LA Weight Loss - nutritional breakdown on home cooked foods




meeegun
03-20-2006, 03:20 PM
does anyone have a formula to figure out nutrion facts for home cooked items? i cook frequently because i am vegetarian. i am thinking along the lines of adding up all the values of everything you add to the recipe, and then dividing it by the serving size. is this a correct way to find the nutrtional breakdown of your food?


meagan


Suzanne 3FC
03-20-2006, 03:23 PM
That would work. I like to enter my recipes in Mastercook, which is a recipe software that also provides nutritional data. FitDay allows you to get the nutrition of home prepared meals, though it's a little time consuming to add everything in. It's still a great option, though.

aphil
03-21-2006, 07:09 AM
When I cook, I always add up the calories of the items and divide it by serving sizes. If it is something I make often-I then write down in the corner of the recipe "230 calories per serving-makes 10 servings" or something on the page so I don't have to do it every time.


jillybean720
03-21-2006, 07:11 AM
I really don't know how else you could do it. When I make lasagna, I add all the calories in the noodles, sauce, meat, and cheese for the whole pan, then just divide by 9 (9 servings per pan) and voila! amount per serving :)

aphil
03-21-2006, 07:27 AM
Exactly what I do Jill. :)

I also make whatever I am cooking healthier and less calories per serving-for instance choosing a lower calorie sauce and 2% milk cheese on the lasagna-and mark that in my recipes, for instance. I can trim down the calories and fat on just about anything. :lol:

jillybean720
03-21-2006, 10:47 AM
haha, I don't use recipes :dizzy: I just throw a bunch of stuff together. I couldn't actually find whole-wheat lasagna noodles at my grocery store (only spaghetti and rigatoni), so I had to use white, but I did make my own sauce (no-salt-added tomato sauce, tomato paste, turkey sausage, pureed spinach, and seasonings) and used some 2% cheese and some fat-free cheese (my boyfriend notices if I use all ff cheese since it gets a little "plasticy" when melted, but if I mix them, then he usually can't tell ;) ).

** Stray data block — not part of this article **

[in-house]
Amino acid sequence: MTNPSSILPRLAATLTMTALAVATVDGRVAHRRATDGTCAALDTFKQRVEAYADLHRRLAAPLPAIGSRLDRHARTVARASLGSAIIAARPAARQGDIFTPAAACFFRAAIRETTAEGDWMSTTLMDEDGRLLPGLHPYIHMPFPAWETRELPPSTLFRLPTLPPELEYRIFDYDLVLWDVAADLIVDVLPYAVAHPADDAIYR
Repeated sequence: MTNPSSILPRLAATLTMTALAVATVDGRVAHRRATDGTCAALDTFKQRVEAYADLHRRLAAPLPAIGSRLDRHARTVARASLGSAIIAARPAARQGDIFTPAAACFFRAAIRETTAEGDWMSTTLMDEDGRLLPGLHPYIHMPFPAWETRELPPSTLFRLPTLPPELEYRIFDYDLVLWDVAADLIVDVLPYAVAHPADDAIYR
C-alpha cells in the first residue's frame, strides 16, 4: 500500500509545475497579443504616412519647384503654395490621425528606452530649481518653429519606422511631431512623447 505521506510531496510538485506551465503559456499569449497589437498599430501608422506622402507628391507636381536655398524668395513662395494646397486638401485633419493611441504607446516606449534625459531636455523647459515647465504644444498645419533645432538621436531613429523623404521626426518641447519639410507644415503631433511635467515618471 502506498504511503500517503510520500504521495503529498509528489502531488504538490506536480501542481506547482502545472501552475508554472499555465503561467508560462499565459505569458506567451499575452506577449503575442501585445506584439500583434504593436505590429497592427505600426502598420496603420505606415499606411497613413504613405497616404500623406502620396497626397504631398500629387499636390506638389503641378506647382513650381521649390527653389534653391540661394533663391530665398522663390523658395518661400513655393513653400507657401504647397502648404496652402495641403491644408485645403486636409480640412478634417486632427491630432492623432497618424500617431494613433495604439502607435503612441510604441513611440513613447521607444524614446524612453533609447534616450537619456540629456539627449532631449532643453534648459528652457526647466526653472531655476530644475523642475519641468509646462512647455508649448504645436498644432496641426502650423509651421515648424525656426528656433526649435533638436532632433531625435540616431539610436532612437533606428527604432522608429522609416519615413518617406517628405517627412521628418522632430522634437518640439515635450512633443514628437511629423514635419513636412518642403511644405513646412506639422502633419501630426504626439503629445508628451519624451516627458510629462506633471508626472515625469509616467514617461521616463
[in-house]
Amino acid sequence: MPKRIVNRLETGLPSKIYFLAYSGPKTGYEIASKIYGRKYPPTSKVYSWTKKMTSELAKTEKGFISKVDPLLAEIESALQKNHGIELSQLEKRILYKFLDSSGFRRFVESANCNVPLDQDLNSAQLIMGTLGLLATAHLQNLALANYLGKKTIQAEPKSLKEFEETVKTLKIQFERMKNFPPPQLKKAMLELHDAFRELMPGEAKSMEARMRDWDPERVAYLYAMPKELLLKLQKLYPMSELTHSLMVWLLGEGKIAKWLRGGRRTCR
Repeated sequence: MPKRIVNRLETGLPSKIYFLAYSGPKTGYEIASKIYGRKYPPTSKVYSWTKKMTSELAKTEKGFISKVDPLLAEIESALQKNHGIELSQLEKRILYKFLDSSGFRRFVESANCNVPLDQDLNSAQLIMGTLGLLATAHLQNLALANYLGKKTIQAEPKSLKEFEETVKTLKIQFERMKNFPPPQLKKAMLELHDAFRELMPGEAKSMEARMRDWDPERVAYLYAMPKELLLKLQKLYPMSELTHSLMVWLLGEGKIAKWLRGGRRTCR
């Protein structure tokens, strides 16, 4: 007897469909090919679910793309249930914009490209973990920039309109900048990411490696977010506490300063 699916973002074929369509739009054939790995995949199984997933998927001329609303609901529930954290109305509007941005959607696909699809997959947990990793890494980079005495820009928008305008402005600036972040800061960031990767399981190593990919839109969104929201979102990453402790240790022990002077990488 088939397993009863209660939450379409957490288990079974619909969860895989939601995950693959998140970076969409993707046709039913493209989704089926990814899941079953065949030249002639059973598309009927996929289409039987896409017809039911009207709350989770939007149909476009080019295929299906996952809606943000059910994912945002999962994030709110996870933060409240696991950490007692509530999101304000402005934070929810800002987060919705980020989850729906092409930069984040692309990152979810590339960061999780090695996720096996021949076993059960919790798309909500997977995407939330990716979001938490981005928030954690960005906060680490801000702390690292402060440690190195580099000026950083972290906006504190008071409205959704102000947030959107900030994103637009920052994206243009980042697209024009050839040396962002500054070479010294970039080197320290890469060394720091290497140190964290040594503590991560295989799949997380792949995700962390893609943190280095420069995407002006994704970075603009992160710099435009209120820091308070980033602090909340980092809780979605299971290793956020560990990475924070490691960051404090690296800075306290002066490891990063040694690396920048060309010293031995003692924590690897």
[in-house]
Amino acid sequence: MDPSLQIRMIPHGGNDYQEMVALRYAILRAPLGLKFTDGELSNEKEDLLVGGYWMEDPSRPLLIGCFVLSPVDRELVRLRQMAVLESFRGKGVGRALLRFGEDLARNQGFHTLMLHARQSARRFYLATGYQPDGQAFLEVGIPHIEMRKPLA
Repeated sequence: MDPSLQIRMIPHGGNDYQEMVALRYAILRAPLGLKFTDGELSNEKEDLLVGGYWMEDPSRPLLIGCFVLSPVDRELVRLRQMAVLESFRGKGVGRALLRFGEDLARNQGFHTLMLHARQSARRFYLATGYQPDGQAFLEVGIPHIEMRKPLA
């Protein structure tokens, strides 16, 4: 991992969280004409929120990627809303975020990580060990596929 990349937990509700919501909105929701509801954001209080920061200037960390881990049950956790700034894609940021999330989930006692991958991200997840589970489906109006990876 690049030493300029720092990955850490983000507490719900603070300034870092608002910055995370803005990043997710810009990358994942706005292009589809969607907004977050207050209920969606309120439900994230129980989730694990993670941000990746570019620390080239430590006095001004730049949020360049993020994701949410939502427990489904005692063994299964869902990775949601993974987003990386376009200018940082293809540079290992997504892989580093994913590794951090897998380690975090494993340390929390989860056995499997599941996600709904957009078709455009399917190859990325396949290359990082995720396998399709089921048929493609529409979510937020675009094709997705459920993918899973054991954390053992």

I agree, though, that you can make pretty much any "normal" dish a bit heathier if you put your mind to it.

aphil
03-21-2006, 11:45 AM
My husband will notice fat free cheese as well-but the 2% cheese he doesn't notice at all. I love it when I can "trick" him and he is none the wiser. For tacos I do the same thing-use extra lean beef instead of regular, use 2% cheese instead of regular-and I shred a mixture of iceburg lettuce AND a darker lettuce like romaine or something for more vitamins. He would taste the difference if I used all dark lettuces, but half and half he is fine with. Any extra nutrition helps!!!

jillybean720
03-21-2006, 11:58 AM
Any extra nutrition helps!!!
hehe, this is also why I puree frozen spinach to add to my pasta sauce--as IF he would actually eat spinach if he knew it was there :devil:

KriWes
03-28-2006, 05:47 AM
For calculating calories I go to a day on fitday when I haven't entered anything yet and throw in everything I am putting in a recipe then I add up all the amounts and put it in as a custom food with the amount it is. So if I make a pot of soup that is 600 calories and 10 cups I put in the custom food as that. Then I change the amount to how much of it I ate and fitday does the math for me!